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So, what I want you to do right now is 1 of three things (why not all three?).
1. (The least scary) I want you to write down good, real, true things about yourself.
2. (The next least scary) I want you to text, email, call, carrier pigeon, some words to a human in your life about who they are (look upward at what I said about Victoria- it’s that easy).
3.(The most scary-maybe) Text, email, call, carrior pigeon a friend and ask them if they can tell you three things about who you are as a human. If that feels weird, just say it’s for a job application because they always ask those kind of questions. Or honestly if you are someone that knows me you can 100% text me “Hey Meg, #3 please”

Identity is weird because we get told a whole hell of a lot of things that aren’t true to us but become true.
Identity is weird because we both need and don’t need people to find who we are.
Identity is weird because broccoli is actually good and I’m not too sensitive.

washington whimsy

To those I love in Bellingham: a letter


Today, for the first time in I couldn’t tell you how long, I left my house on a Saturday. Not to go somewhere or do errands or meet someone, I left my house with my ipad and journal to go sit at a coffee shop.And I was walking in the crisp, bright, winter air I looked at the downtown skyline which has become one of my favorite views- the mountains created a back drop to the herald sign, the red museum creating a stark contrast to the blue skies. Beauty in unexpected things. It reminds me of the beauty I found in Beira, Mozambique when we had to live in the city, or the beauty of the hustle and bustle of Bangkok. Finding beauty where your feet are.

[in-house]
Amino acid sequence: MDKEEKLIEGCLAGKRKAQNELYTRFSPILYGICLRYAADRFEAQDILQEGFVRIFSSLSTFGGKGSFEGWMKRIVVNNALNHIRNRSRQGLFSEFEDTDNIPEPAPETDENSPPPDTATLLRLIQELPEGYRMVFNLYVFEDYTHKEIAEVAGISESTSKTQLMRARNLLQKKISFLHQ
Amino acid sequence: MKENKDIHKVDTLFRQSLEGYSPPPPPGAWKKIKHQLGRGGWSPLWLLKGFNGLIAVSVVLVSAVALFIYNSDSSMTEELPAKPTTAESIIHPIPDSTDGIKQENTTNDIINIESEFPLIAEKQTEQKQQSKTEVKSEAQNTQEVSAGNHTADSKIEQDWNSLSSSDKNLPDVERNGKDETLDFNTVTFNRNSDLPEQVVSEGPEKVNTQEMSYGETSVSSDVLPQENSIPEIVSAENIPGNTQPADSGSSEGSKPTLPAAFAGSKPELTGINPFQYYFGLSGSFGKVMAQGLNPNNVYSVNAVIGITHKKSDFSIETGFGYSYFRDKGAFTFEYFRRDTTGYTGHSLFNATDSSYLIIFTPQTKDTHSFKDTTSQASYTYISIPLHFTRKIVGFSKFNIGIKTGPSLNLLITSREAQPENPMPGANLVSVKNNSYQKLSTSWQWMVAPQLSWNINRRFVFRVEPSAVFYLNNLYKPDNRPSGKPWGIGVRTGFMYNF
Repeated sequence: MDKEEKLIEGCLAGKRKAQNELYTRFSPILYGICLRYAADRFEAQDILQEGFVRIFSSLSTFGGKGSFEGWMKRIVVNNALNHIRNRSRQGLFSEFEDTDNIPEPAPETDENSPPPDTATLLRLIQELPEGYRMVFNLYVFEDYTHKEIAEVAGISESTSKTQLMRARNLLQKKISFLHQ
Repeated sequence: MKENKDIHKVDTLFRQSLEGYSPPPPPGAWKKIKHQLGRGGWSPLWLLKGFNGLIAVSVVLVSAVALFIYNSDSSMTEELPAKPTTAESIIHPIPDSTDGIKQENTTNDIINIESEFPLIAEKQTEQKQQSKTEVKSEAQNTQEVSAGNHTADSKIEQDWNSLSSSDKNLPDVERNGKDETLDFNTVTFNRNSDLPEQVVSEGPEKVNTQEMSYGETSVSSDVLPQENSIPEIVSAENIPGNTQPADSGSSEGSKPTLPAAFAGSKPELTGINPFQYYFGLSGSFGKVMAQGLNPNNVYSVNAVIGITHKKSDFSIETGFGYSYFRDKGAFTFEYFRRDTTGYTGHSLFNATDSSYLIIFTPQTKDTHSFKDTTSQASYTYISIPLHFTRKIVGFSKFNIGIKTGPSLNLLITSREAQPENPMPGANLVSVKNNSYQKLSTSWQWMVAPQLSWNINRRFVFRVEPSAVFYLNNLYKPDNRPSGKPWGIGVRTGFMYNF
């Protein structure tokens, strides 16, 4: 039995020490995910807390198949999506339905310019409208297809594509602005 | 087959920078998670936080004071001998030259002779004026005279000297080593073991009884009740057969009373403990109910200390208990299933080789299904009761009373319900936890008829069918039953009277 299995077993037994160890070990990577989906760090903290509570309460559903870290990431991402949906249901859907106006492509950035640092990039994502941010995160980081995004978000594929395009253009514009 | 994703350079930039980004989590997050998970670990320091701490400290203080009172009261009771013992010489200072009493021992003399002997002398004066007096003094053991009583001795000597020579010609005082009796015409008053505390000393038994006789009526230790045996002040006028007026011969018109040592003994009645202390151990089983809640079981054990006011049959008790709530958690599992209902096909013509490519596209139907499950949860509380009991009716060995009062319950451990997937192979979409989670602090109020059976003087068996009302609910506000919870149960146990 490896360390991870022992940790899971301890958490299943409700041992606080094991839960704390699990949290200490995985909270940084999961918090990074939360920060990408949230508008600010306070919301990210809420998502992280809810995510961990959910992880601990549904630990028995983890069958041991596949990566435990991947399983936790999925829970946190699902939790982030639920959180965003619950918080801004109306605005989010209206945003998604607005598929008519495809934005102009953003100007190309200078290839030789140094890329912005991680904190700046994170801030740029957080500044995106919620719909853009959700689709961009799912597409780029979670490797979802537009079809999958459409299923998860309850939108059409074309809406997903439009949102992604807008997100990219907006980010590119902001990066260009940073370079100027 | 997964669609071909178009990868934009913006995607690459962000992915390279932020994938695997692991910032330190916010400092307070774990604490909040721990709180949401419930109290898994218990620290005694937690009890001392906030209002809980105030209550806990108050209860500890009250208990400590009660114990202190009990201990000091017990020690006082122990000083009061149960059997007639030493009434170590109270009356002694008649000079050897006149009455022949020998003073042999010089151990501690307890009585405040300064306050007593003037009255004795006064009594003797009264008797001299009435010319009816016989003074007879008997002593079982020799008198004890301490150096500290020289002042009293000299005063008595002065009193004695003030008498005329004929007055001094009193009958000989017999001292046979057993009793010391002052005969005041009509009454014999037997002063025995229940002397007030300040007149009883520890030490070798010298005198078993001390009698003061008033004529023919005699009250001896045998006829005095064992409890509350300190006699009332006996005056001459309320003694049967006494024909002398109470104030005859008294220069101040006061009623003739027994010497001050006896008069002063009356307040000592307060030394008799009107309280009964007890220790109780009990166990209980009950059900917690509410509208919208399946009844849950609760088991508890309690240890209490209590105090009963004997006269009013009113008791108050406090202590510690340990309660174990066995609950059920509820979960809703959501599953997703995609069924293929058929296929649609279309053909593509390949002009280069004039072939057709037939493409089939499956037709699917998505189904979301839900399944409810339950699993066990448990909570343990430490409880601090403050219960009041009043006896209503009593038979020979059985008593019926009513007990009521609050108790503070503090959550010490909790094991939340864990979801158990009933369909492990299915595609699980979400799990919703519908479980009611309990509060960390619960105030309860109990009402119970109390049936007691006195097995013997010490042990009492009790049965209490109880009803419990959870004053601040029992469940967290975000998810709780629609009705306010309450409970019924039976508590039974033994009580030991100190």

But, as I was contemplating that I was hit with a thought that welled up some tears in my eyes and caused my heart to race. So here it is:

To my people in Bellingham:

Growing up,my mother’s kitchen table always had Diet Coke, at least two remotes, some form of baked good and a hodgepodge of people. The doorway of our house was crossed by humans from lots of different walks of life, ages, journeys, people in the highs and lows.

It’s part of the reason why I love inviting people over and meeting people where they are at. And I think it’s why I’ve always had and been comfortable in so many different groups of people. And why I am friends with a handful of people I’ve never actual met or have only known in person one or two weeks of my life.

But I believe I can say, beyond a shadow of a doubt, that you people, those I interact with on AT LEAST a weekly basis (if not daily) here in Bellingham are the most eclectic group of humans I’ve ever encountered.

And man do I love you guys.